Wetlands offering hands-on learning
By Becky Zeiber
About 15 miles northwest of Purdue University's West Lafayette campus is a tiny oasis for migrating birds in the autumn and frogs in spring. The cattails and marsh grasses in this small wetland area are such a natural contrast to the nearby agricultural fields, they look like they've been there forever. But the four equally sized square wetland cells tell a story of their own.
Photo by Becky Zeiber
EPICS members work on installing monitoring equipment in a constructed wetlands area near Purdue University's West Lafayette campus. ( From left) Jed Wright, a senior natural resources and environmental science major from West Point, Ind., Qinling Zheng, a senior civil engineering major from Fuzhou, China, and Lethuthando "Fix" Dlamini, a senior natural resources and environmental science major from Lozitha, Swaziland, Africa.
Just over a decade ago, Purdue students helped construct these wetlands to improve the water quality in a nearby stream. They began by planting vegetation, but the project has grown into something more. Now, the wetlands are part of an ongoing project by students involved in Engineering Projects In Community Service (EPICS) for the Tippecanoe County Soil and Water Conservation District (SWCD).
"At first, the students were like 'Oh my gosh, it's so much work,'" said Don Emmert, water quality educator at the SWCD. "But then they got involved with the project and they enjoyed it and learned and progressed. We watched them grow," he said.
EPICS is a Purdue student organization that allows students to get involved with hands-on projects like these constructed wetlands. The projects augment their education by building skills (such as communication), and provide benefits to the community. "This EPICS project was interesting to me because I got to work hands-on with people in other majors and with a client," said Julie Smock, a senior in natural resources and environmental science from Richmond, Va.
Smock was involved in the constructed wetlands project for EPICS in spring 2005. Her team was in charge of getting a mechanical device used to test water quality (called a sonde) in working condition. "I enjoyed the change from lecture," Smock said. "You actually feel that your education is paying off because it's so hands-on."
Partners in the community
By Becky Zeiber
The Engineering Projects in Community Service (EPICS) program places teams of undergraduate students from a variety of majors in the local community to solve problems and apply their educations. Current EPICS projects include:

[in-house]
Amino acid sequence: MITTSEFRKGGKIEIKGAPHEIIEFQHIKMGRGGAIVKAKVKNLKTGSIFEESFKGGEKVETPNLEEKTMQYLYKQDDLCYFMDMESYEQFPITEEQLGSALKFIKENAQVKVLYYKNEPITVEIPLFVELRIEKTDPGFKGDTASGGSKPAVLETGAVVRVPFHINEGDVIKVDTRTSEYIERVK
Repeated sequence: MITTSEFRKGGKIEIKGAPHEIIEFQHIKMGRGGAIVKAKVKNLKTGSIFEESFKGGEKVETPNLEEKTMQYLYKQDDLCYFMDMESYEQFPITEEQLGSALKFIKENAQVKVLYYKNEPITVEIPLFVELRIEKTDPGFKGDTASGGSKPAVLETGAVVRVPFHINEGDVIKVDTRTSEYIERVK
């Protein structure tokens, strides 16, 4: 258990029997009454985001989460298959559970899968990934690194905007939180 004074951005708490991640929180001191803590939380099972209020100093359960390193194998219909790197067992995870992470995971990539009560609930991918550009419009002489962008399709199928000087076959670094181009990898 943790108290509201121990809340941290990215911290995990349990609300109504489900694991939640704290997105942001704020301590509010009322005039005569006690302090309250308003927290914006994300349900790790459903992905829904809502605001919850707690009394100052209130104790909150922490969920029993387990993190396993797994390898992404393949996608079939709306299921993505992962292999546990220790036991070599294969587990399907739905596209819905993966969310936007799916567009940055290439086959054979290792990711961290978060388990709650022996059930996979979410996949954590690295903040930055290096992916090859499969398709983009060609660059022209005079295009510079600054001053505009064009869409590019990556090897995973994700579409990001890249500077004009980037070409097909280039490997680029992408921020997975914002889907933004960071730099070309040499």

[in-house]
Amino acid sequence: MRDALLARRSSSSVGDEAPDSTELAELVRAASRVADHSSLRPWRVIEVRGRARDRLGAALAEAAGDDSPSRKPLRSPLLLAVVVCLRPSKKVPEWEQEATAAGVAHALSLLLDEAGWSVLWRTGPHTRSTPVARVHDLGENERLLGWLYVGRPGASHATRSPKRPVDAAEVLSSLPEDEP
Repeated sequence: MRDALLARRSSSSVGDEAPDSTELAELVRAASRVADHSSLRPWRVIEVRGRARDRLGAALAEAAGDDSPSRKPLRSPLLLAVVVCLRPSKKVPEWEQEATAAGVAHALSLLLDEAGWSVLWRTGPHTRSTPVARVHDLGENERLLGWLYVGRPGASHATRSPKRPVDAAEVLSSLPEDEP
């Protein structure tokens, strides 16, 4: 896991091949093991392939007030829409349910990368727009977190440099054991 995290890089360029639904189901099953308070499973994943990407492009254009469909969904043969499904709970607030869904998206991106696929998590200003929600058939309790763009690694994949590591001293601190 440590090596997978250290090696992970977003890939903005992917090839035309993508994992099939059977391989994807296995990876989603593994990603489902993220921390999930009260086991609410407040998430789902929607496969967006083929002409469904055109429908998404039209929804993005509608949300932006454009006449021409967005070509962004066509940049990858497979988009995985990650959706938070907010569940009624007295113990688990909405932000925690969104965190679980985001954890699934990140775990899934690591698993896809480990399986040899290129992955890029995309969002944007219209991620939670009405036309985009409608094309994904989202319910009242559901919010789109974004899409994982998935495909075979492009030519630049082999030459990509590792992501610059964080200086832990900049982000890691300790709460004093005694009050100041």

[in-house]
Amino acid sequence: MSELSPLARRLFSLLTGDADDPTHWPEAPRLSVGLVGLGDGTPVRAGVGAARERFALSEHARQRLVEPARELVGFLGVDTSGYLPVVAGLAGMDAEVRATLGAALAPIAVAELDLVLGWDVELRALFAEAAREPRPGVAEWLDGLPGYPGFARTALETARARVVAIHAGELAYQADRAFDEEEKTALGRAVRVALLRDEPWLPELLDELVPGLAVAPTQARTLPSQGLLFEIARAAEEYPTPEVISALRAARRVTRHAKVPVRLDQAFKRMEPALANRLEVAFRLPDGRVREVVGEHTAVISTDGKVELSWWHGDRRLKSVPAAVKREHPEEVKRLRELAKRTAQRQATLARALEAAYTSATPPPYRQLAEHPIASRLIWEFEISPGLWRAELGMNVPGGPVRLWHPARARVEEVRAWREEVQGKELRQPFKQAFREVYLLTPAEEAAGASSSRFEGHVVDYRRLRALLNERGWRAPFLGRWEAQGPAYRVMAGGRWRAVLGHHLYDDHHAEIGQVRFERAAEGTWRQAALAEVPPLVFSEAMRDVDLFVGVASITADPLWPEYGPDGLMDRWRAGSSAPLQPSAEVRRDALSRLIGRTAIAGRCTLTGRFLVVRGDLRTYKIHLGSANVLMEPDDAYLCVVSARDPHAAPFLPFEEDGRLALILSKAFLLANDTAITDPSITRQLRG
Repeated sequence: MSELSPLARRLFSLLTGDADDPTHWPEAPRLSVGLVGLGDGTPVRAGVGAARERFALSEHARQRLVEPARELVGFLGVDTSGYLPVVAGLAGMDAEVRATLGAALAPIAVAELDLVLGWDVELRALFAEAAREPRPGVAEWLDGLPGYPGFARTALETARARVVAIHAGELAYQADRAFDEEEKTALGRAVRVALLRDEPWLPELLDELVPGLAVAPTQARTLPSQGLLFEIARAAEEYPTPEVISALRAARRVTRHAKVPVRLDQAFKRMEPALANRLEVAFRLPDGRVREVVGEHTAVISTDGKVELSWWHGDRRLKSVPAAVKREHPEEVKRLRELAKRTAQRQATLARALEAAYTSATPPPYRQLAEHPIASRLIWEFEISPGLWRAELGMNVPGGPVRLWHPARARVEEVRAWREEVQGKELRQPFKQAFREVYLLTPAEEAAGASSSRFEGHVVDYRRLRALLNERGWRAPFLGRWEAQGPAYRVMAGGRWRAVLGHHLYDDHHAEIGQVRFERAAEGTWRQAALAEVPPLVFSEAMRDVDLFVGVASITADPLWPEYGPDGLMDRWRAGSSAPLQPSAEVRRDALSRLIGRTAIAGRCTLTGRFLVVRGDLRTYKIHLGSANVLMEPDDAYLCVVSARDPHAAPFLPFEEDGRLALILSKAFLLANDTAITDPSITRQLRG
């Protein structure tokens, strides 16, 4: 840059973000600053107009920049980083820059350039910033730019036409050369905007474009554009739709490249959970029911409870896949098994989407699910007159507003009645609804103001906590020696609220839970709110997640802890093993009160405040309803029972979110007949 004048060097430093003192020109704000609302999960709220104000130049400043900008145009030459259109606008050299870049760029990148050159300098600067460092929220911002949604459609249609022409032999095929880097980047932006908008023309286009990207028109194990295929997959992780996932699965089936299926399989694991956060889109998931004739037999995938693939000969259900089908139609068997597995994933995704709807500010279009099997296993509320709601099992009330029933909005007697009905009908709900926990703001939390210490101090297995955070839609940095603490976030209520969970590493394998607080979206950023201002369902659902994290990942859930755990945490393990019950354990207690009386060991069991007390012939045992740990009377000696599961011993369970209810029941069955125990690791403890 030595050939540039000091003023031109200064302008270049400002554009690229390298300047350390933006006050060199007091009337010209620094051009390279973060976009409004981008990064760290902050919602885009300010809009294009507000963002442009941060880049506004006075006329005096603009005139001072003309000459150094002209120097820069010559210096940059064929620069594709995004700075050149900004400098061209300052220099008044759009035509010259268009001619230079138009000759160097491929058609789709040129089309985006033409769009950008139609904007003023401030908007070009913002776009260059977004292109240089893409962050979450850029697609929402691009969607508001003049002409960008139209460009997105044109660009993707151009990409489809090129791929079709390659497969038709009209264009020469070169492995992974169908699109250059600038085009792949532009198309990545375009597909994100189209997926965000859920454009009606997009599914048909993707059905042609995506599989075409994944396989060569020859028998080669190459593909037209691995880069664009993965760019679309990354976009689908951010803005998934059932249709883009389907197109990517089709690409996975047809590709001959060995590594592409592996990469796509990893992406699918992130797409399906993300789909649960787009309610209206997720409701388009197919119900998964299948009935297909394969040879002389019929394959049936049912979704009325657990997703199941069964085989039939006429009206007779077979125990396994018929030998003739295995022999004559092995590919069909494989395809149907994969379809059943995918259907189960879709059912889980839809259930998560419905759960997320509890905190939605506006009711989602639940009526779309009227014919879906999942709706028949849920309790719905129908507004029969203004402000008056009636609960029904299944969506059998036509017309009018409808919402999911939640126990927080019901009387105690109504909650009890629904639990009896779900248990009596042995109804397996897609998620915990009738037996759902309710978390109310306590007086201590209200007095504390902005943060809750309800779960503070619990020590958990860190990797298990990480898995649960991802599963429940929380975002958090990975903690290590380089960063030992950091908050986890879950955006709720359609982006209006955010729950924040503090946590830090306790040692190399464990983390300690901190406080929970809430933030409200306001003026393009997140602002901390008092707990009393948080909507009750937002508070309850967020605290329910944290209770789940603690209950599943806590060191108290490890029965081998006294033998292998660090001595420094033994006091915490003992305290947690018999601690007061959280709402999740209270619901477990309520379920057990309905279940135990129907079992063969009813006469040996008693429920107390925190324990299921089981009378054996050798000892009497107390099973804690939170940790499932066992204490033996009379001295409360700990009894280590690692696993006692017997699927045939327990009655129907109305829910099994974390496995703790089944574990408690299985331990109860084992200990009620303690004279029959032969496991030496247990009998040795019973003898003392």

- Developing an environmental monitoring system to preserve collections at an art museum.
- Creating education materials for Lafayette's Columbian Park Zoo.
- Improving the operational efficiency at the Lafayette Chapter of Habitat for Humanity.
Find out more:
EPICS at Purdue
Smock said that the nature of the project was a different experience for her because it was heavily student-run, so it put the duties of organizing the project, creating a budget and adhering to deadlines on the students' shoulders. "It was such a different experience than someone telling you 'this is what you do' and instead doing it yourself," Smock said. "You have to take responsibility for your project."
The constructed wetlands EPICS project is part of a plan for a water monitoring program that will help determine how well the wetlands are filtering the surrounding agricultural ditch water. Last spring, one of the project goals was to deploy the sonde in the wetlands. The sonde will help determine if the wetlands are purifying the water as they should be. Getting the sonde deployed and working has earned EPICS students a quality reputation with organizations and agencies like Tippecanoe SWCD.
"We're seen as a client," Emmert said. "We come to them and say, 'We need you to do this for us,' and they need to come up with ideas and figure out how to come up with a solution."
Chad Jafvert, a Purdue professor of environmental chemistry, has been the constructed wetlands team advisor for two years. Since the project began in the mid-1990s, students have built a wooden bird-watching deck, maintained weir boxes to regulate water levels and planted vegetation. Whatever the project involves, the overall goal is to keep the wetlands maintained.
"It's like a mini-research project for undergraduates," Jafvert said. "Students get to work in teams and work on something they've never worked on before. They are building something, and students like the fact that they're doing something that isn't just repeating what they heard in class."
In addition to deploying the sonde, the team is trying to figure out methods to record information about water temperature and levels and to transmit real-time information to the Internet for the SWCD to access at any time.
At the end of each semester, EPICS students must give presentations discussing their progress to the clients. Emmert has attended a couple of these presentations and has received positive feedback from the SWCD regarding this collaboration with Purdue students. "It's an eye-opening experience for students," he said. "They'll be able to take this experience with them out of the Purdue classroom and into the workplace."